I was nearly born in the back of a Nash Rambler as it careened through the back roads of the Catskills to catch the interstate to Rochester.
My mother was terse with my father from the backseat as they stopped for tolls.
To this day, he denies waiting for change. I couldn’t see from my position to provide an accurate account, but it was a fundamental disagreement that hung between them up to her death and probably was the start of the fracture that had broken their bond before then.
I can’t say for sure. I wasn’t paying attention and didn’t know I had to. It was simply the world as I knew it from my limited perspective as we were rushing toward what would be a life-changing event for all of us. We knew where we should go but didn’t know if we were going to get there.
Where I should go and where I am going rarely seem to be the same thing.
Conjoined perhaps, but not the same. Some people believe in destiny, and that’s okay for them—with destiny, there’s no responsibility. Do something or not doing something; it’s predetermined–it was supposed to happen. Living that way works for a guilt-free life. Stop for the toll, wait for change, don’t wait for change—it doesn’t matter.
Mr. Sweeny, in T.S. Eliot’s Fragment of an Agon, is role-playing the cannibal with his friend Doris, who plays the missionary, when he proclaims, “Birth, and copulation, and death. That’s all the facts when you come to brass tacks.”
If there is birth, there will at some point be death. No choice. It will happen: destiny.
For me, that’s as far as predetermination goes. The copulation is debatable and generally has a lot of variables attached to it. Without copulation, there’s no birth. Choices, even if by accident, get made.
Little things, like what pants to wear, what to eat, listening to a song, or listening to someone you love, all add up to create a moment. Taking responsibility and owning these moments feels rich—there is agency.
It stings like a bee when I’m wrong and, like a good whisky, when I’m right. Considering choices as an act of fate leaves them ringing hollow. I’m a third party in a fate situation, and although I may reap the benefit or pain, it’s never really mine.
My father made it to the hospital. My mother brought me successfully into the world with the trauma of normal birth. I do recall shouting with both aggravation and wonder at the experience for which today I still have no words. The colors, the clarity of sound, the wonder of the new sensations of smell and touch brought me to tears. That was a moment unlike any other I have ever had.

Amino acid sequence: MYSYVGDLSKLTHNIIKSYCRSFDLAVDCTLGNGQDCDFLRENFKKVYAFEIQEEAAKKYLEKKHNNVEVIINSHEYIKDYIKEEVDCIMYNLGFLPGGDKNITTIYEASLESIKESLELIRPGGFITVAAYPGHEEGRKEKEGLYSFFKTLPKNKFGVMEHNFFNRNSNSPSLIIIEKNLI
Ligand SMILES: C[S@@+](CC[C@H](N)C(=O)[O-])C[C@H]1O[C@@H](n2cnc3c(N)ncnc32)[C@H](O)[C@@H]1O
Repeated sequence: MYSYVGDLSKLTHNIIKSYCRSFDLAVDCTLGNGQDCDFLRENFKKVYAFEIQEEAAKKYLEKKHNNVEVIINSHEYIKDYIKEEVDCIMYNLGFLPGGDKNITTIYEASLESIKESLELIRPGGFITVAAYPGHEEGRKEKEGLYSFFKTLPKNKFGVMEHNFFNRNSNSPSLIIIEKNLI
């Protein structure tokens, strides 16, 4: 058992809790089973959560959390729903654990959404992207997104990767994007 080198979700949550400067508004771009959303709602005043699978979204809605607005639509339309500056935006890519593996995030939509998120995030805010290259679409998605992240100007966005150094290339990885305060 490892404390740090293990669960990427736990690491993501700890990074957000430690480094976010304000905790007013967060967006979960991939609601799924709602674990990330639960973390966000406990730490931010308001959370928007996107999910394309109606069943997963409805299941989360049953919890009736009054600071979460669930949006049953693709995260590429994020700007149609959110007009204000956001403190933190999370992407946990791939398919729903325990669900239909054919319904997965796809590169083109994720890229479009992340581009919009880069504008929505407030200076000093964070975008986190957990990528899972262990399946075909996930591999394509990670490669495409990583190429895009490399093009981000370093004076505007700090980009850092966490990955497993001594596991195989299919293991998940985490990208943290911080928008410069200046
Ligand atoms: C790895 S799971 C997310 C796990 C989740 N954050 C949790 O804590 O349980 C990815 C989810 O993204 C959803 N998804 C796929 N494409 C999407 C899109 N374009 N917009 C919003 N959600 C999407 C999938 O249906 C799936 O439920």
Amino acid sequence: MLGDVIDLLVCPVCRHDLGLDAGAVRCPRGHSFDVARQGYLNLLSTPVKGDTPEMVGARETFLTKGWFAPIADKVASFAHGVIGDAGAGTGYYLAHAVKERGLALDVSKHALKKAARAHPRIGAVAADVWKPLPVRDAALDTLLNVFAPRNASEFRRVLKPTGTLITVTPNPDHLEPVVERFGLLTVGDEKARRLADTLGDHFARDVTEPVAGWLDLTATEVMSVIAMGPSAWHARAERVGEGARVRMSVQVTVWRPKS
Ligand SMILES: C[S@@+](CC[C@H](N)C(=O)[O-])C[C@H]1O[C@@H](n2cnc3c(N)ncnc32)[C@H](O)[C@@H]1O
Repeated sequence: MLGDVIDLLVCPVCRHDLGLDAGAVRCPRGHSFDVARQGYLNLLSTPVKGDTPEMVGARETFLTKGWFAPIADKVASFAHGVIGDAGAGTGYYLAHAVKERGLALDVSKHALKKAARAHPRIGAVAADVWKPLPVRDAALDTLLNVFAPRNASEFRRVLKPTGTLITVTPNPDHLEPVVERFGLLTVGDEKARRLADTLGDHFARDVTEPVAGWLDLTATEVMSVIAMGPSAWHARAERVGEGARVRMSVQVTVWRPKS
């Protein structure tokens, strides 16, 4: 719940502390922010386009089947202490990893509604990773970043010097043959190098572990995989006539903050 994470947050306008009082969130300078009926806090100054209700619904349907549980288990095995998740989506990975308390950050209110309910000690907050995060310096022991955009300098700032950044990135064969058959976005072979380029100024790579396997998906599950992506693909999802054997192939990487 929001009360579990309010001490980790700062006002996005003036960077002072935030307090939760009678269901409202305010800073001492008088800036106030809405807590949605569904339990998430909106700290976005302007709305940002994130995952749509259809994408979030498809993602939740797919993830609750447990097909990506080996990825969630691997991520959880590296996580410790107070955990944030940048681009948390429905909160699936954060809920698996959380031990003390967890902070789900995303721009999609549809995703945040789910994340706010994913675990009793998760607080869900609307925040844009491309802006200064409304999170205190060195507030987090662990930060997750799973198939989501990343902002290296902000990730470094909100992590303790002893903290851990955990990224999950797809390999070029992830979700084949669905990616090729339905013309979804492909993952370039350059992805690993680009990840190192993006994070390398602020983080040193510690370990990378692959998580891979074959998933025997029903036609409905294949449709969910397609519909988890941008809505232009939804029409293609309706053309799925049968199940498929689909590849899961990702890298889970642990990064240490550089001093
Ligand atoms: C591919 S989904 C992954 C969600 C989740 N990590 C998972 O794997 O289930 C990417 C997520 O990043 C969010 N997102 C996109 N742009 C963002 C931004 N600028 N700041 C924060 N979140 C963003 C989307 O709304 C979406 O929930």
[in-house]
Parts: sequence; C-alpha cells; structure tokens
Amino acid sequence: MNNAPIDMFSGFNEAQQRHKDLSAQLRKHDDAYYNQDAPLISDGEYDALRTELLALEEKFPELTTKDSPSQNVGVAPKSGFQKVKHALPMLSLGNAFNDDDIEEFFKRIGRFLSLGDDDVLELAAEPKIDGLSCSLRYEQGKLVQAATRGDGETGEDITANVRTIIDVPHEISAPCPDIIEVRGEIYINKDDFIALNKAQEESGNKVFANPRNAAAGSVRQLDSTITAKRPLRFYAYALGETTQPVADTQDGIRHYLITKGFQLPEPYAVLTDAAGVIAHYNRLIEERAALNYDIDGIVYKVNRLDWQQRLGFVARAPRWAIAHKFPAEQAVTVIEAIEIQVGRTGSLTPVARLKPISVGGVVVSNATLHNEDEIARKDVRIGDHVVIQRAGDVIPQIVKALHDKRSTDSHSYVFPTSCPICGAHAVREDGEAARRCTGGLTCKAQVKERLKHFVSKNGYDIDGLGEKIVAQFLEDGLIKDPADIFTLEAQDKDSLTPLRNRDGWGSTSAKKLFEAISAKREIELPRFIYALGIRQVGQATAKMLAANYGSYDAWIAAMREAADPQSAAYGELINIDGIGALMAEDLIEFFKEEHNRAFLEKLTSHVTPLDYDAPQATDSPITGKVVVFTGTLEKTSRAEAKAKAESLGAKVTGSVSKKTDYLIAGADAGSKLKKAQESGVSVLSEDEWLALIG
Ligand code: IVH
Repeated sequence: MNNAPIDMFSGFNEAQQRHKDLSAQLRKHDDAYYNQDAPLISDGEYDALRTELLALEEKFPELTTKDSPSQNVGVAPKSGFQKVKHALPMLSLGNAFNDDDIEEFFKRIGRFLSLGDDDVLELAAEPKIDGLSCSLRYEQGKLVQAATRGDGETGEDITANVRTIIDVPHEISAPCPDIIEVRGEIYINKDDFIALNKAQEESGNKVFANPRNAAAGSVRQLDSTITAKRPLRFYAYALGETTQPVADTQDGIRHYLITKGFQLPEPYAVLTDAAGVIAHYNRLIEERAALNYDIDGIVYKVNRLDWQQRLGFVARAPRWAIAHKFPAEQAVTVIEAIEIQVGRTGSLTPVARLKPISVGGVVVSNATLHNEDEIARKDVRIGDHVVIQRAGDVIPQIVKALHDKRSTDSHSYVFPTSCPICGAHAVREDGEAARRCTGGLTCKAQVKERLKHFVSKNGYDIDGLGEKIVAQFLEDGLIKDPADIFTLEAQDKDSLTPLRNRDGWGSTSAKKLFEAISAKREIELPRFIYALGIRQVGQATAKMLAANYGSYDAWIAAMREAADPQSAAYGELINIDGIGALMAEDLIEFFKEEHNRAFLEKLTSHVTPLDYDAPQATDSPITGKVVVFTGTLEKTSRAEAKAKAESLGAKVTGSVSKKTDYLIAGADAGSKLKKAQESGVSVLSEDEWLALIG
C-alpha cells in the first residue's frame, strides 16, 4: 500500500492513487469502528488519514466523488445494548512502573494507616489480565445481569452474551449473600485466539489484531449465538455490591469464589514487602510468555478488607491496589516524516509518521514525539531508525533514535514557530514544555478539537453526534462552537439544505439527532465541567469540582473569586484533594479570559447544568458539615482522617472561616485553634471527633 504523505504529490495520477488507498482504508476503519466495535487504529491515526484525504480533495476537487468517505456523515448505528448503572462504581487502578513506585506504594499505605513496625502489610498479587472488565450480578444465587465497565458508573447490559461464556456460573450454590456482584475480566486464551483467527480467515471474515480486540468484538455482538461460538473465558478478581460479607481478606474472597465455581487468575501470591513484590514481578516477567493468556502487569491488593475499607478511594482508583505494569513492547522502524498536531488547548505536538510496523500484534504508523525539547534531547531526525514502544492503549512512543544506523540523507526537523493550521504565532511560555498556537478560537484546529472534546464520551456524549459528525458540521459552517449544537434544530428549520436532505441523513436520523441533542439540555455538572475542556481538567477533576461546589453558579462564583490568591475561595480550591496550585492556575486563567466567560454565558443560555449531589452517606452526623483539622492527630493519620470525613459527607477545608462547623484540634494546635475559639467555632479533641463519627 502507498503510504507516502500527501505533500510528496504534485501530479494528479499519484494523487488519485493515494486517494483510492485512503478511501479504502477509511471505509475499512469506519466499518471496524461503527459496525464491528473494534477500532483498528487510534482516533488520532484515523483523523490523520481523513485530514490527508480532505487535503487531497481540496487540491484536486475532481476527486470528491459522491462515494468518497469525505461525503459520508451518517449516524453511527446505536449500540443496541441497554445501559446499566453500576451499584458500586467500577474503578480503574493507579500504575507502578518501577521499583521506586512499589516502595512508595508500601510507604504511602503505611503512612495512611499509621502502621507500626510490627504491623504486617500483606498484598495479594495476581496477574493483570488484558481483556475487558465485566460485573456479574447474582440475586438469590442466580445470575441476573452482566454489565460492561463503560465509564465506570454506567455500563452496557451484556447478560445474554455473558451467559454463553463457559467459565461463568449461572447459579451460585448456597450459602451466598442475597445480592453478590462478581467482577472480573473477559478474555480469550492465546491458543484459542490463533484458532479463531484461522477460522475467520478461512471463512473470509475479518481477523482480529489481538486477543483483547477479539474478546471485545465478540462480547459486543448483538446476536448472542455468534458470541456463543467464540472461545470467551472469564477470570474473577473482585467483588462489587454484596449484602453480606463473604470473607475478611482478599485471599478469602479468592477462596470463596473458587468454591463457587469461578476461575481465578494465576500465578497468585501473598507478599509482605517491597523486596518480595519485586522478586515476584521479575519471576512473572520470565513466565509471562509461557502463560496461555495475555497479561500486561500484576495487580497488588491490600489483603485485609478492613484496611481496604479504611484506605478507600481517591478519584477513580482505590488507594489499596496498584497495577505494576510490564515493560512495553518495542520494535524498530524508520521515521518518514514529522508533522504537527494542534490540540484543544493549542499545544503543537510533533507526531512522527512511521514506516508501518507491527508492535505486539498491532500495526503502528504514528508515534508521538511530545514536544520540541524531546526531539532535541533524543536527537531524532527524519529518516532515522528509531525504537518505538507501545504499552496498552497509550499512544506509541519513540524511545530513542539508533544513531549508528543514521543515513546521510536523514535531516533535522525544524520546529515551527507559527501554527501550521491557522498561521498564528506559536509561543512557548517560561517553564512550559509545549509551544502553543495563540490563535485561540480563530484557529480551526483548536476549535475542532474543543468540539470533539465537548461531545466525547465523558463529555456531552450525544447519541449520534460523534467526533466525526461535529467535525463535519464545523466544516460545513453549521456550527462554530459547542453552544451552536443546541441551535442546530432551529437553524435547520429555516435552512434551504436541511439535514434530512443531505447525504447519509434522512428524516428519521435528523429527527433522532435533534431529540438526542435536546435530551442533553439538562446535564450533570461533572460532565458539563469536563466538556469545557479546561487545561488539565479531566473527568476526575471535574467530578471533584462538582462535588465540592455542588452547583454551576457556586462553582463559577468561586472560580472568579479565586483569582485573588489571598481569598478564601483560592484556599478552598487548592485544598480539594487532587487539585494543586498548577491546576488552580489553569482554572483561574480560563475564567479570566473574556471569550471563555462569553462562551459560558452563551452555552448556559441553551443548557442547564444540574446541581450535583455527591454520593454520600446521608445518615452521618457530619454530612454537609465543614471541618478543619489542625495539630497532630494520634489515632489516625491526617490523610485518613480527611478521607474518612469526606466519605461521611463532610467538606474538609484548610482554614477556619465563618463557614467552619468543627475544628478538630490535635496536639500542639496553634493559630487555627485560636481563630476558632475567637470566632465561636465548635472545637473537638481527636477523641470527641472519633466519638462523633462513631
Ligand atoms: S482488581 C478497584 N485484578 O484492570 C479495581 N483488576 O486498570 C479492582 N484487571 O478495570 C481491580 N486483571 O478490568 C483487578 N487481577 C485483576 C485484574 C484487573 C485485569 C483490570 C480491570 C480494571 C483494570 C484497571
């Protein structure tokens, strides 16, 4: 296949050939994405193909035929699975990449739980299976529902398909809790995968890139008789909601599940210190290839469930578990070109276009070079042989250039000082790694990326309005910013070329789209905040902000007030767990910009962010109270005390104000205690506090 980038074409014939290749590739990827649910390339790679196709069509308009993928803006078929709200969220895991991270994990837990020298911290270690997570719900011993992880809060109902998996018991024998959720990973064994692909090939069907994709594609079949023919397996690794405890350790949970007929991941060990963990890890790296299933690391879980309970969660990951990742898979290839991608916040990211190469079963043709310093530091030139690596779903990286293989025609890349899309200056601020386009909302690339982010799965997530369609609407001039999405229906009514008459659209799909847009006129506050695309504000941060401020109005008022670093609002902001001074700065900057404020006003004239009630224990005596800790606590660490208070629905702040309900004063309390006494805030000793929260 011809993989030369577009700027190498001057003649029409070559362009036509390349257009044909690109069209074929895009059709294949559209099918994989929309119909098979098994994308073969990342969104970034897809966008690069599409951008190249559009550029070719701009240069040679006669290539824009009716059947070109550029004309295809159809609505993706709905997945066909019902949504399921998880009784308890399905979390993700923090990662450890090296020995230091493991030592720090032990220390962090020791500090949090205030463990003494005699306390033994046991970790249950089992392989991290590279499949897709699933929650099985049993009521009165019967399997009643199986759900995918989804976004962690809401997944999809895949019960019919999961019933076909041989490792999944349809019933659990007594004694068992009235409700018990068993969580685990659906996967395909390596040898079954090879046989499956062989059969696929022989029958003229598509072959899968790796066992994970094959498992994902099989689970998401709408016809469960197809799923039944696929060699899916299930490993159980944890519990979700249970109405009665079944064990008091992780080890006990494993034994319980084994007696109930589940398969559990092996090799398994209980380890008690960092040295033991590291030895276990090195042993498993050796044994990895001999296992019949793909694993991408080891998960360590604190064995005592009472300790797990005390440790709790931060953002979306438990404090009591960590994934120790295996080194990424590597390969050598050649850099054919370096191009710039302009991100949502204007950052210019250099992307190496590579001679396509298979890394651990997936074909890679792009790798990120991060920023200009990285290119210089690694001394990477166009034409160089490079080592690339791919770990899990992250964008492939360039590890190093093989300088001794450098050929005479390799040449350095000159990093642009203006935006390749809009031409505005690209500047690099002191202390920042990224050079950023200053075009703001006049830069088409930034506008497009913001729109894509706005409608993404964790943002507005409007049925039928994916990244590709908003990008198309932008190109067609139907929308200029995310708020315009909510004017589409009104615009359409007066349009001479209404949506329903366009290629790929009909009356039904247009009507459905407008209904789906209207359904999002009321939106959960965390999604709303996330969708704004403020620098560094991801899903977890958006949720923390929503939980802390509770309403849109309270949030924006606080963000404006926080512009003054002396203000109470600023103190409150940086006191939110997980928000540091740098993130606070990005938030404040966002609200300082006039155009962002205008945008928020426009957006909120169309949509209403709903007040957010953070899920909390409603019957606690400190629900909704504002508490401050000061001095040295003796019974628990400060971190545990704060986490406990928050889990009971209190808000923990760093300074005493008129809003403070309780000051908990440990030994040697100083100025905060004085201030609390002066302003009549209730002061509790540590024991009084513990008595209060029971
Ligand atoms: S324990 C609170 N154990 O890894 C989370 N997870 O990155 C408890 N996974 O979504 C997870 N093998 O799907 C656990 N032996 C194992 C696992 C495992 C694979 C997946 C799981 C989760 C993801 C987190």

It’s confusing stringing moments into a logical journey. Cultural conditioning deceived me. Because there is a beginning and a definite end, I thought there was an actual path, a journey I was supposed to follow to success.
No one pointed out that the world is round. Travel far enough, and I end up back where I began. The weathering that occurs during that time would have happened whether or not I had left.
As a child, I had been given the impression that we grow, go to school, finish school, get jobs and then become fully functional adults, aware of how we fit in the world. That’s the story I was brought up on. Reliable as a blanket on a bed.
When I got a job, I found there is always something else to do, something unfinished. When I was younger, I thought that a promotion or higher position would help.
“I just need another job, and then I will be somebody.”
Instead, I suspect I am not alone when I confess: I’m tired, I ache, and I feel still feel like there is more to do.
I’m really not in the same place I started. I’m not the same. I’m all the things I was, but there’s wear and tear. Some senses have gotten dull, others sharpened.
My mother isn’t around to comfort me. My father is passed an age to protect me—and I wouldn’t expect him to anyway. Friends have come and gone, I’ve been in love, love evolved, and I have my own children who have grown to the point of not needing my protection.
People grow, people change, and relationships evolve.
If destiny is a certainty, then the ending is destiny—the time up to then is not.
There is no certainty. My own choices and the responsibility for them are what create my road. Maybe I’ll get to a highway, and maybe I’ll stop for tolls. All I know is that I am going to keep making choices.
My road is paved with a long, slow accumulation of experiences tangled with feelings of love, fear, loneliness, joy, sadness, and awe, influencing its twists and turns.
Death is not a worry because it’s not a choice.
How I spend my time on the road, how I experience it is my choice. When I own the responsibility for those choices that I can call it, and the time, mine.
My hope is that each day, at least for a moment, I can find a flash of the wonder I felt with my first breath.